Last year, Consumer Reports and the Insurance Institute for Highway Safety (IIHS) partnered to identify the best vehicles under $20,000, and you guessed it, the Subaru Impreza made the firms’ Best Used Choice list. The 2019 model year Subaru Impreza, both the sedan and 5-door, were named by the firms as one of the best used car values.
How much does the Subaru Impreza 2019 cost? On average you can find a 2019 at or less than $20,000, depending on trim level, mileage and other factors. And with a reliability score of 4 out of 5, coupled with its all-wheel drive capabilities and safety features, we’re not surprised it made the list.
According to CarEdge.com, the 2020 Subaru Impreza is the firm’s top pick for the best model year value. Thanks to depreciation, you’ll pay 14% less for a pre-owned 2020 Subaru Impreza and still have about 92% useful life remaining. But again, the 2019 model year made the list. Other model years that are rated well by the firm in terms of value are the 2018 and 2019 model years. These model years offer relatively good value, earning the firm’s “better” value designation.
If considering an older model Subaru Impreza, we think you’ll have lots of options to choose from. As you shop around for the best Impreza model for you, we’d also recommend considering an extended warranty plan to further protect your purchase, especially if the Impreza you’re considering is no longer covered by Subaru’s warranties, which are typically 3 year/36,000 miles for the limited liability and 5 year/60,000 miles for the powertrain.
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Subaru Impreza Reliability
How reliable a vehicle is predicted to be is an important consideration, whether you’re shopping new or pre-owned. When it comes to reliability, the Subaru Impreza scores above average in the compact car category. According to RepairPal, the Impreza earns a reliability rating of 3.5 out of 5, which ranks it 33rd out of 36 for compact cars, making it above average.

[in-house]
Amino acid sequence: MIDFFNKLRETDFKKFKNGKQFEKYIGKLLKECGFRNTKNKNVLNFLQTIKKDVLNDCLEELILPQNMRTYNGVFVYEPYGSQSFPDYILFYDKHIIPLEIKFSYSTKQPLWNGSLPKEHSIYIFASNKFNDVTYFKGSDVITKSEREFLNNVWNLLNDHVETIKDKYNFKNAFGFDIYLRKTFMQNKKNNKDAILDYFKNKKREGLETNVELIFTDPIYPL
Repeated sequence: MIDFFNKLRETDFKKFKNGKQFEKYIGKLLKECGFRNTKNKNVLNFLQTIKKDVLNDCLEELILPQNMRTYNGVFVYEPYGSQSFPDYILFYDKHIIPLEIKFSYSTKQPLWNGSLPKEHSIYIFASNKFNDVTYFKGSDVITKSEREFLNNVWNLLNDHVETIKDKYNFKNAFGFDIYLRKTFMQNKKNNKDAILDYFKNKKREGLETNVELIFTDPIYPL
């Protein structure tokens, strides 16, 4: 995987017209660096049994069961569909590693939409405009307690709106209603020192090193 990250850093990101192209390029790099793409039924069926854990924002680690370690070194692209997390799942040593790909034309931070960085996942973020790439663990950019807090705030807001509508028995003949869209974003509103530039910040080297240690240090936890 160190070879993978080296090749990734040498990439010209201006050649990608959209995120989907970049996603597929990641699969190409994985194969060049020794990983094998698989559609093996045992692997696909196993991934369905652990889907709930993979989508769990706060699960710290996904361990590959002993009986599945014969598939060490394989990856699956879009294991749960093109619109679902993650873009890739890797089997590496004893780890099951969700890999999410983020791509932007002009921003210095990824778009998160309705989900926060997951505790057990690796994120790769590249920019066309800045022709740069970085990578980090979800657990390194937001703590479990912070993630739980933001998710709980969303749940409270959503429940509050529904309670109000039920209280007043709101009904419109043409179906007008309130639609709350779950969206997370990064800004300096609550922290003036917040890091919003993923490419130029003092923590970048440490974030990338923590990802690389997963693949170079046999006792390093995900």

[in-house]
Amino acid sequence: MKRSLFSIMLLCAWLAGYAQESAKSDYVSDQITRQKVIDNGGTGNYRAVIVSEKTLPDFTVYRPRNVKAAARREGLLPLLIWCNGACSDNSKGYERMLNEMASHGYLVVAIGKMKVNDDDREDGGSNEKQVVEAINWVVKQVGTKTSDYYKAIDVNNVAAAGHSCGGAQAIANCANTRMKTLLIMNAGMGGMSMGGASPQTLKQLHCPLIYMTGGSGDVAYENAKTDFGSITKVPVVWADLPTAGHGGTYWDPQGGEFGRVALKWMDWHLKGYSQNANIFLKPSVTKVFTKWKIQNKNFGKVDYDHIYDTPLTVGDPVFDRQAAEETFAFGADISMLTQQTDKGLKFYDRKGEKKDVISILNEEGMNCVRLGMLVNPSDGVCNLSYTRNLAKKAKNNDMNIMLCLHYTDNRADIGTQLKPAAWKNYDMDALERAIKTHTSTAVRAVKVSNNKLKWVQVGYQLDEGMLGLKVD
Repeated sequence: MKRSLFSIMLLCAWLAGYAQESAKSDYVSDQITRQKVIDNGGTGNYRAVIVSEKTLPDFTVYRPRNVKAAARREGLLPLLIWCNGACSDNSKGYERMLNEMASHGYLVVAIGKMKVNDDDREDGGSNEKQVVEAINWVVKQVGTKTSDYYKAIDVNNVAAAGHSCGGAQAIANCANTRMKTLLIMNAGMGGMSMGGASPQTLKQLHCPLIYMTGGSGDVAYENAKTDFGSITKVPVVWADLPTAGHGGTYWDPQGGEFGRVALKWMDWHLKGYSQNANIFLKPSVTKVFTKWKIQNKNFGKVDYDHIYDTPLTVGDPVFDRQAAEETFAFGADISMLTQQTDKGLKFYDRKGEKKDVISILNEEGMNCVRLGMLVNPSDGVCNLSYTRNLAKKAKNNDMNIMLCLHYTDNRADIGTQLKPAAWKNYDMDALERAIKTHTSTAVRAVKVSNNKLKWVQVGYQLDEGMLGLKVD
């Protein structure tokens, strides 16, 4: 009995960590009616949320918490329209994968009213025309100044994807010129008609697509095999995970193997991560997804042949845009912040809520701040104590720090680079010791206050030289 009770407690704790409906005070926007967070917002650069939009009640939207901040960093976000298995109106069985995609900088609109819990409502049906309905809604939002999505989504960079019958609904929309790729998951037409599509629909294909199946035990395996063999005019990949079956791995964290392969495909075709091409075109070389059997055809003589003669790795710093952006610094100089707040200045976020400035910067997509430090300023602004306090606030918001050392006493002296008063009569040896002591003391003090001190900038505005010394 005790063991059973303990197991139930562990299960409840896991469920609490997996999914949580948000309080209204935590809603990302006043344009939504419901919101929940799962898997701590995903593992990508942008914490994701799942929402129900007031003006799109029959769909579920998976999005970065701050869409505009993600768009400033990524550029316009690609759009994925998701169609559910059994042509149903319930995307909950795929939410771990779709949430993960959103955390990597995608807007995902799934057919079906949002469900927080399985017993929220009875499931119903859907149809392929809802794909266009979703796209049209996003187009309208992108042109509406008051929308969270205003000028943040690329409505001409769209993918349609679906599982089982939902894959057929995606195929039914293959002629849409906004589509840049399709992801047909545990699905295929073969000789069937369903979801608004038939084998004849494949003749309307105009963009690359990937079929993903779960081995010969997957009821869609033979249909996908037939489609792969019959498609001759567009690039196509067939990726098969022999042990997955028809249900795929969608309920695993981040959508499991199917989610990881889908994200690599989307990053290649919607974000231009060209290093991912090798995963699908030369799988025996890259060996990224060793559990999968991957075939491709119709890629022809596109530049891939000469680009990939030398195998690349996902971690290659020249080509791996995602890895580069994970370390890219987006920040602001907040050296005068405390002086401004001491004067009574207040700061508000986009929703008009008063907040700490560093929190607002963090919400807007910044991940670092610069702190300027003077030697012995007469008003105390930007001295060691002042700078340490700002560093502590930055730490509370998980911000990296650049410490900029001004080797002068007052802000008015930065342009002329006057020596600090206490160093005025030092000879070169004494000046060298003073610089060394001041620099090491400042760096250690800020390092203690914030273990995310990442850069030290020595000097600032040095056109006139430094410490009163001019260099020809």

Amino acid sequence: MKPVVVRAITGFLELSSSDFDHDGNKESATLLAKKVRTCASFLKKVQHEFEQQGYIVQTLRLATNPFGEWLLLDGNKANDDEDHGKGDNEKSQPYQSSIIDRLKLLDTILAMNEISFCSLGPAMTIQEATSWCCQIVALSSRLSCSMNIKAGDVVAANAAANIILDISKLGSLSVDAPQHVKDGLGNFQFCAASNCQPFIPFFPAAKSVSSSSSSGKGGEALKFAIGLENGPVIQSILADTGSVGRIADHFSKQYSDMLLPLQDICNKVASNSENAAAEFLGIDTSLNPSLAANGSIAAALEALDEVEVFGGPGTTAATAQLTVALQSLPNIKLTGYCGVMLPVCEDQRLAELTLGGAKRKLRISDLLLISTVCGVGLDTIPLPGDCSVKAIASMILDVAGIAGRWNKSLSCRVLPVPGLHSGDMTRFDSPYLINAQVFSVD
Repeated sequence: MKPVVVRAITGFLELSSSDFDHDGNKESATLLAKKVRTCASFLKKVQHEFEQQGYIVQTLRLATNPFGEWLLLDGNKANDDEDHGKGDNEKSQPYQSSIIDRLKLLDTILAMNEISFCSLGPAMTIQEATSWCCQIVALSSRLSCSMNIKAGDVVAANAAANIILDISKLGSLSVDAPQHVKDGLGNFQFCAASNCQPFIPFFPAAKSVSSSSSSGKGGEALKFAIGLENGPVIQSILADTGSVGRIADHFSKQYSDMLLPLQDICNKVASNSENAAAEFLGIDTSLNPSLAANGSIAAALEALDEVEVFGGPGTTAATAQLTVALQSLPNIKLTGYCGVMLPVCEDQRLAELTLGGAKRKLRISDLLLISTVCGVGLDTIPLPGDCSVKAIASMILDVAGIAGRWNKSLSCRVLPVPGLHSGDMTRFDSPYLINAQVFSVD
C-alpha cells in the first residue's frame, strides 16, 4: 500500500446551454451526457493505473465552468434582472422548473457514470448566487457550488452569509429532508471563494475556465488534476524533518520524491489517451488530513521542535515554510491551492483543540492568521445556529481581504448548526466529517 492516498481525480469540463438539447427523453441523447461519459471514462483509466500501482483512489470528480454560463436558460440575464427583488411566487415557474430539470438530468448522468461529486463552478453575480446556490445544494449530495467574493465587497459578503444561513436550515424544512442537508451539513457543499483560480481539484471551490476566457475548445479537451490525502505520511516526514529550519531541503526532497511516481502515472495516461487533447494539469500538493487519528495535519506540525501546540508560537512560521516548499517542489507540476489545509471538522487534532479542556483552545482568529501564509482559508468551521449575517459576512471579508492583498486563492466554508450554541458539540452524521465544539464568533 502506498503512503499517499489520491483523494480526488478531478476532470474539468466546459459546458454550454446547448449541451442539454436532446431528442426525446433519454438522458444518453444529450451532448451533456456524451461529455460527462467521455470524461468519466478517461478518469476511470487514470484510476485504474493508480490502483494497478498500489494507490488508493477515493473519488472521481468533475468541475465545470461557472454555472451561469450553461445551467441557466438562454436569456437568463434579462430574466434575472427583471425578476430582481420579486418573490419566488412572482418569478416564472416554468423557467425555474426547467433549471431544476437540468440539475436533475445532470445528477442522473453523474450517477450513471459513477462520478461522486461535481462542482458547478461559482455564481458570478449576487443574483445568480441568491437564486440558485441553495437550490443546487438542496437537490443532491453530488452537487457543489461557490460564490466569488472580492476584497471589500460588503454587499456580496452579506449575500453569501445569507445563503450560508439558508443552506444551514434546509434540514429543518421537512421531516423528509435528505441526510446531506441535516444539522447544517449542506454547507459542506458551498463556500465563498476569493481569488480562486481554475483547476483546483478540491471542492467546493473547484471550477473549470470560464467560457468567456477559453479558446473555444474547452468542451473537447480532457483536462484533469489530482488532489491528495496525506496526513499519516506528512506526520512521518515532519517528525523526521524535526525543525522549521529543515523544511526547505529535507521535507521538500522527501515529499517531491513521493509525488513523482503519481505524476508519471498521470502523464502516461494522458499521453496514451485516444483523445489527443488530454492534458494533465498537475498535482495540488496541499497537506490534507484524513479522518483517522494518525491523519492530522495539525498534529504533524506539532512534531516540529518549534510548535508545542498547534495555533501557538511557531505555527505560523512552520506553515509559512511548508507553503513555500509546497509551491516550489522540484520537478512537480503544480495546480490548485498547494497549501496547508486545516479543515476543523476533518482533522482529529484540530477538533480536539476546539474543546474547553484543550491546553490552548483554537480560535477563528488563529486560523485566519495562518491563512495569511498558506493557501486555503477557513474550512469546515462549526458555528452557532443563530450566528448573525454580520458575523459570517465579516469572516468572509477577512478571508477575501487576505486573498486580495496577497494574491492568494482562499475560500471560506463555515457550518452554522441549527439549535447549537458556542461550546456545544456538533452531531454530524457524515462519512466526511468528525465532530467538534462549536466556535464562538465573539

Consumer Reports also measures reliability and over the past recent years, it also performed above average, earning a 6-year average reliability score of 3 out of 5, for model years 2016 through 2021. Below are Consumer Reports’ predicted reliability scores by model year. Consumer Reports uses a 5 point scale too.
Repairs and Maintenance Costs
On average, you can expect to spend about $653 for repairs and maintenance for the Impreza. This cost is in line with all vehicle makes and models ($652 per year), but more expensive than its classmates, which is on average $526.
The frequency of repairs for the Impreza and how often you may visit the shop is inline with its classmates. Subaru Impreza owners bring their vehicles into a repair shop for unscheduled repairs an average of 0.3 times a year. Other cars in its class are also predicted to visit the shop 0.3 times, and all other vehicles will visit about 0.4 times a year.
When it comes to the severity of an issue being major, the probability for the Subaru Impreza is 17% compared to 11% for compact cars and 12% for all other vehicle types.
We recognize the Subaru Impreza appears to have higher repairs and maintenance costs, but consider that while it is categorized as a compact car, it offers many features that other compact cars do not, and the Subaru Impreza, as Consumer Reports mentioned, handles itself well, just as well as some luxury cars.
So yes, the costs may seem high, but consider that all Subarus come with standard all-wheel drive and are loaded with lots of safety features. When considering Subaru Impreza costs, don’t let one category of costs sway you too much, consider the whole picture. We’ll tackle the total cost of ownership for the Subaru Impreza later in this blog. Here are some estimated repair costs as compiled by RepairPal to give you an idea of Subaru Impreza costs for repairs.
Repair Estimated Costs
- Clutch Hydraulic System Bleed $76 – $96
- Transmission Fluid Change $218 – $231
- Air Conditioning Refrigerant Recover $35 – $44
- Anti-Lock Brake System (ABS) Diagnosis $79 – $100
- Diagnosis & Testing $88 – $111
- Noise detection
- Check Engine Light,
- Inspections, Diagnosis, Testing & Adjustments $44 – $56
- Headlamp Alignment Adjustment
- Drive Axle Assembly Leak Inspection
- Emission Control System Inspection
- Powertrain Control System Diagnosis & Testing
Subaru Impreza Repair Costs
Having to take your Subie to the repair shop is no fun, but unfortunately, it’s part of car ownership. Since we’re talking Subaru Impreza costs, we’ve rounded up the four most commonly reported problems and the costs associated with each. These problems were reported to RepairPal.